Custom CTS vs standard CTS
Regular standard CTS potmeters are very common used in electric (bass) guitars, and they work just fine, but some people who has used them might have noticed a variation in resistance value and taper curve.
A standard CTS potmeter have a big variation of +/- 20% in the real resistor value as you measure a few potmeters of the same listed value. The new custom CTS potmeters have only a +/- 9% variation. The real value is more close to the listed value.
The custom CTS potmeters also never get a lower resistance than 250k or 500k, and have a custom taper curve that is suitable for both volume and tone control.
Here is a summary:
|CTS 250k audio potmeter||volume||logarithmic||250k||+/- 20%||200k – 300k|
|CTS 250k linair potmeter||tone||linair||250k||+/- 20%||200k – 300k|
|CTS 500k audio potmeter||volume||logarithmic||500k||+/- 20%||400k – 600k|
|CTS 500k linair potmeter||tone||linair||500k||+/- 20%||400k – 600k|
|CTS 250k custom potmeter||volume & tone||custom||275k||+/- 9%||250 – 300k|
|CTS 500k custom potmeter||volume & tone||custom||550k||+/- 9%||500 – 600k|
What value should you choose?
A potmeter, when turned at volume 100% will cut off a little bit of treble from the sound. If you connect the pickup straight (without a potmeter) to the output, it will sound a little more bright. The lower the value of the potmeter, the more the treble cutoff will be. A 250k potmeter will cut off more treble than a 500k potmeter.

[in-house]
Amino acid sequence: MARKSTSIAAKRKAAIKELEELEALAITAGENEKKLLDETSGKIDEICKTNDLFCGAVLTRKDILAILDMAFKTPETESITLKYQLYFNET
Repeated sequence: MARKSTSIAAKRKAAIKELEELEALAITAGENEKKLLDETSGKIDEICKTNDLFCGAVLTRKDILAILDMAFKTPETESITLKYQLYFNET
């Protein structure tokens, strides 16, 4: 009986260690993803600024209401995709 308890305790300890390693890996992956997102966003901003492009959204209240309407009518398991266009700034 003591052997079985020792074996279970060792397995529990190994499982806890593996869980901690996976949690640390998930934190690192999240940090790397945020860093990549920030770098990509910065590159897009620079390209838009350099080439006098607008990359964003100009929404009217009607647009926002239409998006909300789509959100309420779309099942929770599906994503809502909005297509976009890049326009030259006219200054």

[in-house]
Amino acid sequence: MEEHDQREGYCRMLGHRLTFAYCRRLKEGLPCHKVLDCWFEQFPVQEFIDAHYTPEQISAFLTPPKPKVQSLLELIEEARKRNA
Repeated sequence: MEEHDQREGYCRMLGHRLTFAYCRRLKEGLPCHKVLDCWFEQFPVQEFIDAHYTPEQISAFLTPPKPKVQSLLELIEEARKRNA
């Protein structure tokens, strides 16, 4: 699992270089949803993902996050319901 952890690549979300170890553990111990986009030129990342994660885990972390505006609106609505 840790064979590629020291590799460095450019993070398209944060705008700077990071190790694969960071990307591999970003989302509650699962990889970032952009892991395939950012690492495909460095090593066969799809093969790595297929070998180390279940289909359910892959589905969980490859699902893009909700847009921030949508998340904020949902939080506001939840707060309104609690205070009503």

In general, a 500k potmeter is used with a humbucker and P90 pickup, and a 250k potmeter with a Fender style single coil pickup and most bass guitars.
There is no hard rule, a Jazzmaster has 1M (1000k) potmeters in the lower sound controls. Many strats with a humbucker bridge pickup have still a 250k potmeter.
When your pickup sounds a touch too bright, you could try to change the potmeter to a 250k value.
When the pickup sounds muddy and dull you could try to replace the potmeter by 500k value.
If you have questions feel free to contact me a email@example.com
CTS potmeters can be ordered here: